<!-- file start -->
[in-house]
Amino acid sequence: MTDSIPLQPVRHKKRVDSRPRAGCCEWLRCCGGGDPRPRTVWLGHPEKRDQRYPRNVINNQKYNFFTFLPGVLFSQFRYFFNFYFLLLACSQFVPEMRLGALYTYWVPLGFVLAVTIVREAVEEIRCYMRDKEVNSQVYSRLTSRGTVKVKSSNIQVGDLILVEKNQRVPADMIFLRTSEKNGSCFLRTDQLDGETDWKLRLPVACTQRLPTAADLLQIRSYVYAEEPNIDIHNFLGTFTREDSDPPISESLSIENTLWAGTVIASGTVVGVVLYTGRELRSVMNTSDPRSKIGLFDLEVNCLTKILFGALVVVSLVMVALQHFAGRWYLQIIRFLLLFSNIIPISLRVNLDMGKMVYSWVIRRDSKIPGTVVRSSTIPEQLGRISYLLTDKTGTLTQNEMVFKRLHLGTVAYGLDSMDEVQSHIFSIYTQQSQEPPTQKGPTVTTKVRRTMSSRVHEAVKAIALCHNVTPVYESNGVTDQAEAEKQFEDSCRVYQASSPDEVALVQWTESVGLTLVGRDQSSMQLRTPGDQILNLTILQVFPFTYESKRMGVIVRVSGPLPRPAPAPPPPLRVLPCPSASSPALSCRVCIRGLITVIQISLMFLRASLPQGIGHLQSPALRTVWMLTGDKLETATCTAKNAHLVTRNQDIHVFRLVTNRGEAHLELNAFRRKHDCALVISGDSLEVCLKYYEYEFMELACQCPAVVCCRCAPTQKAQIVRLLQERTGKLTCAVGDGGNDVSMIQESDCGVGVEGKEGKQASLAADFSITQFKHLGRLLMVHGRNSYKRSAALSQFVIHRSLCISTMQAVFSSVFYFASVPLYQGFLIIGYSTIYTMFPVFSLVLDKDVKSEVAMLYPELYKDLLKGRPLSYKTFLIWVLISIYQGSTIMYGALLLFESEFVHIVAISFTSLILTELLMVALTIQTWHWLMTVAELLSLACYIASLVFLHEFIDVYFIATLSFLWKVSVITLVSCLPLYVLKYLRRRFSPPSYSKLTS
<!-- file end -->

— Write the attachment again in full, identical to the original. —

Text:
[in-house]
Amino acid sequence: MTDSIPLQPVRHKKRVDSRPRAGCCEWLRCCGGGDPRPRTVWLGHPEKRDQRYPRNVINNQKYNFFTFLPGVLFSQFRYFFNFYFLLLACSQFVPEMRLGALYTYWVPLGFVLAVTIVREAVEEIRCYMRDKEVNSQVYSRLTSRGTVKVKSSNIQVGDLILVEKNQRVPADMIFLRTSEKNGSCFLRTDQLDGETDWKLRLPVACTQRLPTAADLLQIRSYVYAEEPNIDIHNFLGTFTREDSDPPISESLSIENTLWAGTVIASGTVVGVVLYTGRELRSVMNTSDPRSKIGLFDLEVNCLTKILFGALVVVSLVMVALQHFAGRWYLQIIRFLLLFSNIIPISLRVNLDMGKMVYSWVIRRDSKIPGTVVRSSTIPEQLGRISYLLTDKTGTLTQNEMVFKRLHLGTVAYGLDSMDEVQSHIFSIYTQQSQEPPTQKGPTVTTKVRRTMSSRVHEAVKAIALCHNVTPVYESNGVTDQAEAEKQFEDSCRVYQASSPDEVALVQWTESVGLTLVGRDQSSMQLRTPGDQILNLTILQVFPFTYESKRMGVIVRVSGPLPRPAPAPPPPLRVLPCPSASSPALSCRVCIRGLITVIQISLMFLRASLPQGIGHLQSPALRTVWMLTGDKLETATCTAKNAHLVTRNQDIHVFRLVTNRGEAHLELNAFRRKHDCALVISGDSLEVCLKYYEYEFMELACQCPAVVCCRCAPTQKAQIVRLLQERTGKLTCAVGDGGNDVSMIQESDCGVGVEGKEGKQASLAADFSITQFKHLGRLLMVHGRNSYKRSAALSQFVIHRSLCISTMQAVFSSVFYFASVPLYQGFLIIGYSTIYTMFPVFSLVLDKDVKSEVAMLYPELYKDLLKGRPLSYKTFLIWVLISIYQGSTIMYGALLLFESEFVHIVAISFTSLILTELLMVALTIQTWHWLMTVAELLSLACYIASLVFLHEFIDVYFIATLSFLWKVSVITLVSCLPLYVLKYLRRRFSPPSYSKLTS